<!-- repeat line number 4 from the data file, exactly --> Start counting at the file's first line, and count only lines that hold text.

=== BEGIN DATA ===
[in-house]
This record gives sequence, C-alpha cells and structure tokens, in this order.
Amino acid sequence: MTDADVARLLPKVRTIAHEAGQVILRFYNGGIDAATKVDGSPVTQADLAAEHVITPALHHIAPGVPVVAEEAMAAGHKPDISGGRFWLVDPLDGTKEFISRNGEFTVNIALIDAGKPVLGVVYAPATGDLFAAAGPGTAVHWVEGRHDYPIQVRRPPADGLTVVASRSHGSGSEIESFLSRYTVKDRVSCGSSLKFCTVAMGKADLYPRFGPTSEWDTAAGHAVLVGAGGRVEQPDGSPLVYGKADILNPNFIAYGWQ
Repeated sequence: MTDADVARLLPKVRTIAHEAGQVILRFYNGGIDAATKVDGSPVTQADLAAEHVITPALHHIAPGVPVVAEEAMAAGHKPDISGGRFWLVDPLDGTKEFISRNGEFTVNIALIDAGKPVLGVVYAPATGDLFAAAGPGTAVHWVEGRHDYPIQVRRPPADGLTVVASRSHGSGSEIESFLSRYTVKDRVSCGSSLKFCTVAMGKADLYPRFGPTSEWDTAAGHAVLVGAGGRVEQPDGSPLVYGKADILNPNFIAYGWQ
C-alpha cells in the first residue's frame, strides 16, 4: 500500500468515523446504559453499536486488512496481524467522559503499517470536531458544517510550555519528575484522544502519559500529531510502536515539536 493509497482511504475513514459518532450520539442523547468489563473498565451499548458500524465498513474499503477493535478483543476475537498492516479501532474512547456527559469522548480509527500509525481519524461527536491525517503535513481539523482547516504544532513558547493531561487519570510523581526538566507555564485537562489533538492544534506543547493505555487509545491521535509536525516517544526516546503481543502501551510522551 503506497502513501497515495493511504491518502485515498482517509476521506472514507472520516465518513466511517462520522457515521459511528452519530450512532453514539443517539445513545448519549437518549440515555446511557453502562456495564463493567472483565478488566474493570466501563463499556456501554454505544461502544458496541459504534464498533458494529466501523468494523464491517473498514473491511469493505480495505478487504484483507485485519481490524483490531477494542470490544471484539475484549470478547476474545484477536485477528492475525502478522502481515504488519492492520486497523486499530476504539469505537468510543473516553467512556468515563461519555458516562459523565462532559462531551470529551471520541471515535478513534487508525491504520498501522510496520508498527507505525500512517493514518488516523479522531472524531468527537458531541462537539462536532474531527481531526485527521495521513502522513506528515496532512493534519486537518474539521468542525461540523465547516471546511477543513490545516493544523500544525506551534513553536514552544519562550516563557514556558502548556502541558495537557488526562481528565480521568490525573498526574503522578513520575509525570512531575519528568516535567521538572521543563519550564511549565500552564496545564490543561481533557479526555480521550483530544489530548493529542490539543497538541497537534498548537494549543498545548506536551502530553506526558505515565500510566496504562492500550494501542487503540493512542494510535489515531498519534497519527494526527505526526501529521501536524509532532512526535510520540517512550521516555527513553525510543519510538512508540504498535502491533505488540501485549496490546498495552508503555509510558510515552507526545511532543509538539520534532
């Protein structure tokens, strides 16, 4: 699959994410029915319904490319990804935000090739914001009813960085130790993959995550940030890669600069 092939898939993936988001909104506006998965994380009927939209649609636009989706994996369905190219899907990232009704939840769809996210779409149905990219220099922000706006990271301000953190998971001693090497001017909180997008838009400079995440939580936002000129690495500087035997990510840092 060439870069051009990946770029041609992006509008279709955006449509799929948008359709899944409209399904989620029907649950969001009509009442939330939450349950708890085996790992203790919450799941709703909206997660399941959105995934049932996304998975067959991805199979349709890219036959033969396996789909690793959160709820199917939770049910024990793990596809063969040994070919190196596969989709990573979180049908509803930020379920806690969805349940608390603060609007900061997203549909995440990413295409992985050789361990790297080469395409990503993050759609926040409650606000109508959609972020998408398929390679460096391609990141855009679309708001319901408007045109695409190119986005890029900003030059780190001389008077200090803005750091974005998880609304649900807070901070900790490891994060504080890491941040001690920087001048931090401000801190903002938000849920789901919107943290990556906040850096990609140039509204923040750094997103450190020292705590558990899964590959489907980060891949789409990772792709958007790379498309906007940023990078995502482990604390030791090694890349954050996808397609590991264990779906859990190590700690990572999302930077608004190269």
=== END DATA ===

Repeated sequence: MTDADVARLLPKVRTIAHEAGQVILRFYNGGIDAATKVDGSPVTQADLAAEHVITPALHHIAPGVPVVAEEAMAAGHKPDISGGRFWLVDPLDGTKEFISRNGEFTVNIALIDAGKPVLGVVYAPATGDLFAAAGPGTAVHWVEGRHDYPIQVRRPPADGLTVVASRSHGSGSEIESFLSRYTVKDRVSCGSSLKFCTVAMGKADLYPRFGPTSEWDTAAGHAVLVGAGGRVEQPDGSPLVYGKADILNPNFIAYGWQ